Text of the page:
the Runco case, on appeal to us the plaintiff sought a reversal of the judgment in favor of the defendant, notwithstanding the verdict in favor of the plaintiff for his damages in a substantial amount, because of alleged mechanical failure of a tractor due to defective parts. In the written sales contract the manufacturer limited its liability to replacing any parts which in its judgment were found to be defective. And in the Bechtold case the express warranty was limited "to adjustment or replacement of any part necessary to make the same, upon such installation [in an automatic stoker] operate as a unit". In each of the above appeals however the appellant plaintiff was denied recovery for the reason that the written warranty was expressly accepted in lieu of all other warranties "express or implied"; this conclusion followed from an application of the principle that where the written warranty specifically excludes all other obligations express or implied, recovery is restricted to the express warranty. This result is in accord with § 71 of the 1915 Sales Act, 69 PS § 332 (in effect at the time the instant cause of action arose) to the effect that liability under a sales contract "by implication of law... may be negatived or varied by express agreement." But even a provision in a contract of sale that the contract contains all of the agreements between the parties does not preclude an implied warranty of merchantability. Frigidinners v. Branchtown Gun Club, 176 Pa. Superior Ct. 643, 109 A.2d 202; The White Company v. Francis, 95 Pa. Superior Ct. 315. Cf. Laub, Trial Guide, §§ 549.4, 549.8 and 549.6 where it is said: "Even though a sales contract may negative a warranty because not contained in the writing, this does not preclude evidence of an implied warranty." Moreover, a manufacturer who by means of advertising extols his product, in the effort to persuade the public to buy, may thereby incur liability to a purchaser notwithstanding privity between
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the purchaser and the manufacturer is wholly lacking. Cf. 42 Marquette Law Review 4, p. 521 (1929) and 8 Cleveland-Marshall Law Review, 1, p. 14 (1959). Because of the principle of advertised-product-liability the trial court in the instant case cannot be convicted of error by a passing reference to Ford's national advertising even though no advertisement was made a part of the record.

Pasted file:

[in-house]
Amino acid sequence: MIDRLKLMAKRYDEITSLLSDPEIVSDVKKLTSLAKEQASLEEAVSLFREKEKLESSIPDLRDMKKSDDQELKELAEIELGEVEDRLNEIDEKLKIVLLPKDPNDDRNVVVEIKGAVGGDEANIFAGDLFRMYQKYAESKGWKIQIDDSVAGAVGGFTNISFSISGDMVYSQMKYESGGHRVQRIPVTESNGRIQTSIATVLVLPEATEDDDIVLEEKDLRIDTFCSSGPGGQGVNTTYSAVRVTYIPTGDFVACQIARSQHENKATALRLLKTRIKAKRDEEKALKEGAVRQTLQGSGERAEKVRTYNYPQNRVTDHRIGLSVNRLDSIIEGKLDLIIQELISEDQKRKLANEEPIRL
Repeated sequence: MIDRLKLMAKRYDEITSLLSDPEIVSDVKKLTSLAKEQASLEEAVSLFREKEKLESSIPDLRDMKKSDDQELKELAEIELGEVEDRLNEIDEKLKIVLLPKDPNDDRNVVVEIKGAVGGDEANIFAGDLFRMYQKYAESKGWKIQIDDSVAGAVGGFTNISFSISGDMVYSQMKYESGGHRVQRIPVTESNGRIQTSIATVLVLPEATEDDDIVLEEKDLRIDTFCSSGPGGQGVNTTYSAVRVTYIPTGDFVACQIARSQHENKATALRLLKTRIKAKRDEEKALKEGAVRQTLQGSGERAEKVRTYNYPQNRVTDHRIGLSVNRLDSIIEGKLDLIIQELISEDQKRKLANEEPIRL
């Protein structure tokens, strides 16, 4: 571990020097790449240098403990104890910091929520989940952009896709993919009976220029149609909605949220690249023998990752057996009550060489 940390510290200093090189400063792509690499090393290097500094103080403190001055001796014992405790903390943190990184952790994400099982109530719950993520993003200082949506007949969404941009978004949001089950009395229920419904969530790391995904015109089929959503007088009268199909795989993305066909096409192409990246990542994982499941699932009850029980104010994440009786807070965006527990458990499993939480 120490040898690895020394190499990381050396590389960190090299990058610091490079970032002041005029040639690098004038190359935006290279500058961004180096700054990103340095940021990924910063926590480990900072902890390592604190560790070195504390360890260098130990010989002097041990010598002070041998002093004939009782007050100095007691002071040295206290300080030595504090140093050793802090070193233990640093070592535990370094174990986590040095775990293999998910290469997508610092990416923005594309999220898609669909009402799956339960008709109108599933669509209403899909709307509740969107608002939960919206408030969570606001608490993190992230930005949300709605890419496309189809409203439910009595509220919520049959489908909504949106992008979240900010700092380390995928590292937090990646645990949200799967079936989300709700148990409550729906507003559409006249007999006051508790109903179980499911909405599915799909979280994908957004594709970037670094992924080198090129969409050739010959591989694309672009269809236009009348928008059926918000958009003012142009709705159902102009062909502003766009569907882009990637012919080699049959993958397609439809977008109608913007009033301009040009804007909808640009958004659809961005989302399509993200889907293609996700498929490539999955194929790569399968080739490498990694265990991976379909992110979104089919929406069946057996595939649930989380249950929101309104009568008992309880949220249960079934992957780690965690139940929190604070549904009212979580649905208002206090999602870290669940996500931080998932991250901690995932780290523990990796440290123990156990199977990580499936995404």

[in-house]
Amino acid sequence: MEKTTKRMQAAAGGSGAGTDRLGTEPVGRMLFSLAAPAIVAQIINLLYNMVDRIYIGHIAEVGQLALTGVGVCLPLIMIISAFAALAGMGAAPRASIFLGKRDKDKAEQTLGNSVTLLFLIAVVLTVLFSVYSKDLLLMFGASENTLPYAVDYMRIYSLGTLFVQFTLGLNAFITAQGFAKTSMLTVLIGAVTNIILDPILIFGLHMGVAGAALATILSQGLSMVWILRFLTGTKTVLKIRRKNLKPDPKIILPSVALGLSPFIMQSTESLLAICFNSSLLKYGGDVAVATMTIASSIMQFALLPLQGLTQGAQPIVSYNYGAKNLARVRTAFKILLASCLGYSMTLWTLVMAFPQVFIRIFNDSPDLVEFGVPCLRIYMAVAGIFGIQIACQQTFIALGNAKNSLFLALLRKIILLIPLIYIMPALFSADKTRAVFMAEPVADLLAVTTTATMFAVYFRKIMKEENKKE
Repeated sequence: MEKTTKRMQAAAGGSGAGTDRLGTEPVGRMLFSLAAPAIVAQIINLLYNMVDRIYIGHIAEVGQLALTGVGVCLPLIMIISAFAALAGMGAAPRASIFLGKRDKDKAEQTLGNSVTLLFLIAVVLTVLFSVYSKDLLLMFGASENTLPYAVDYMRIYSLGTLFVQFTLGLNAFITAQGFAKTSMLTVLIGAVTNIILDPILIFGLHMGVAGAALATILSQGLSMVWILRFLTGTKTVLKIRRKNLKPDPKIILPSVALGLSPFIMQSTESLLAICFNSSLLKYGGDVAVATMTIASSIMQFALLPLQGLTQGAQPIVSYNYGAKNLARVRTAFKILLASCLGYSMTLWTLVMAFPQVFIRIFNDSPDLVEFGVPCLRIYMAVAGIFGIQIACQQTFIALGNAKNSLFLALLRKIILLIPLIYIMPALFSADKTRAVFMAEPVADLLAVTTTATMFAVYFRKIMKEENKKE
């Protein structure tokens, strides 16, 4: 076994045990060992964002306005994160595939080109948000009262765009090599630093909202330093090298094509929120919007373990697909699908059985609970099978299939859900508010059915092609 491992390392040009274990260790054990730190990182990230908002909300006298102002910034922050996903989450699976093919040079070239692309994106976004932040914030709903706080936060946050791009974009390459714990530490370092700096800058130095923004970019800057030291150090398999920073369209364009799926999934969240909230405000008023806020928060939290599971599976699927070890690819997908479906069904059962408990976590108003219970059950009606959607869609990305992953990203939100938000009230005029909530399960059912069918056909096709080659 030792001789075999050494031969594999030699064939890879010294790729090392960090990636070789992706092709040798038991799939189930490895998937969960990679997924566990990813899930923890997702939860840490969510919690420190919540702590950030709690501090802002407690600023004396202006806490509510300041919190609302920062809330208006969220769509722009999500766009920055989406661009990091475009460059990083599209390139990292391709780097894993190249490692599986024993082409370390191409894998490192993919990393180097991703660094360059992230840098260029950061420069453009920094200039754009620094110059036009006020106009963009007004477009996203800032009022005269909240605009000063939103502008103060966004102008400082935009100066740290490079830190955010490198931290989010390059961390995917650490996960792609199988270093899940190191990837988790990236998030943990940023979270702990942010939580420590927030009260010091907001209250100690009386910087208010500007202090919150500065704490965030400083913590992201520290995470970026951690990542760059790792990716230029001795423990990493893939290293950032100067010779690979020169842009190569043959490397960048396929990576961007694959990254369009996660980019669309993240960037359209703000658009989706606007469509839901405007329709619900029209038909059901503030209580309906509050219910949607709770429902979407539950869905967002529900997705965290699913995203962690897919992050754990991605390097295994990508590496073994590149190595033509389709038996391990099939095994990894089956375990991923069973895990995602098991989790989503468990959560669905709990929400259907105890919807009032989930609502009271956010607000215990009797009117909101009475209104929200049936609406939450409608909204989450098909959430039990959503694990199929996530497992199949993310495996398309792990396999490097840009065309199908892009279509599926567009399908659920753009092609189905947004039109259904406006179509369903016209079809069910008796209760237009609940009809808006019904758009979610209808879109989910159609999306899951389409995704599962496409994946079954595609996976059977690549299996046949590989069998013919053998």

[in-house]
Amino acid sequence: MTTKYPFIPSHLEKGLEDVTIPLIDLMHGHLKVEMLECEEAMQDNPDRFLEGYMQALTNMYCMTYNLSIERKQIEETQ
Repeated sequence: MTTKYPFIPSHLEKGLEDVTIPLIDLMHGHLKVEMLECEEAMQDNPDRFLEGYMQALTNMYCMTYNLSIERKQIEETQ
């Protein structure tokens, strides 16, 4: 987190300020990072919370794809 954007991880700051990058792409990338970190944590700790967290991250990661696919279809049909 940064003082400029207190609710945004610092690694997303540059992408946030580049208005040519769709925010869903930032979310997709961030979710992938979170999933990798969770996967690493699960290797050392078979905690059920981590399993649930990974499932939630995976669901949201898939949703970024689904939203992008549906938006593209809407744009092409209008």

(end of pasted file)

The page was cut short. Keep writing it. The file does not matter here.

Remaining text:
Section 15 of The Sales Act of May 19, 1915, P.L. 543, 69 PS § 124, is to this effect: "Where the goods are bought by description from a seller who deals in goods of that description (whether he be the grower or manufacturer or not), there is an implied warranty that the goods shall be of merchantable quality." And under § 69 of the same Act, 69 PS § 314: "Sixth. The measure of damages for breach of warranty is the loss directly and naturally resulting, in the ordinary course of events, from the breach of warranty." A person, who after the purchase of a thing, has been damaged because of its unfitness for the intended purpose may bring an action in assumpsit against the manufacturer based on a breach of implied warranty of fitness; and proof of a contractual relationship or privity between the manufacturer and the purchaser is not necessary to impose liability for the damage. Cf. Loch v. Confair, 361 Pa. 158, 63 A.2d 24; Silverman v. Samuel Mallinger Co., 375 Pa. 422, 100 A.2d 715. There is some analogy in the principle referred to by Mr. Justice PAXSON in Conestoga Cigar Co. v. Finke, 144 Pa. 159, 172, 22 A.2d 868, long before The Sales Act, supra. In Mannsz v. Macwhyte Co., 155 F. 2d 445, it was held that under Pennsylvania Law privity between the injured party and the manufacturer is not required, to impose liability on the manufacturer either on grounds of negligence or on grounds of breach of warranty. That case was cited in Silverman v. Samuel Mallinger Co., supra, in
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support of the above principle. On the facts, Knapp v. Willys-Ardmore, Inc., 174 Pa. Superior Ct. 90, 100 A.2d 105 (in which we allowed recovery under an implied warranty of merchantability in general, and of fitness in particular), is perhaps most nearly analogous, to the instant action, of the cases in our reports.
The question of a plaintiff's contributory negligence does not arise here in an action of assumpsit on a contract as it does in trespass for personal injuries. Cf. Maize v. Atlantic Ref. Co., 352 Pa. 51, 41 A.2d 850. The principle applicable to contracts appears thus in the Restatement, Contracts, § 336: "(1) Damages are not recoverable for harm that the plaintiff should have foreseen and could have avoided by reasonable effort without undue risk, expense, or humiliation." Under the facts in this case the plaintiff cannot be barred in the application of that principle.
The jury found for the plaintiff against the Ford Motor Company, alone. The lower court molded the verdict to read "for the plaintiff and against the W. J. Tracey Motor Company with liability over against the Ford Motor Company in the amount of $4,800." This was error. The primary responsibility was upon the manufacturer, the Ford Motor Company, for the defective kingpin and judgment under the proofs could be entered only against that company on the verdict as returned by the jury. Birdsong v. General Motors Corp., 99 F. Supp. 163.
The judgment is stricken as to the W. J. Tracey Motor Company and as so amended, is affirmed as to Ford Motor Company.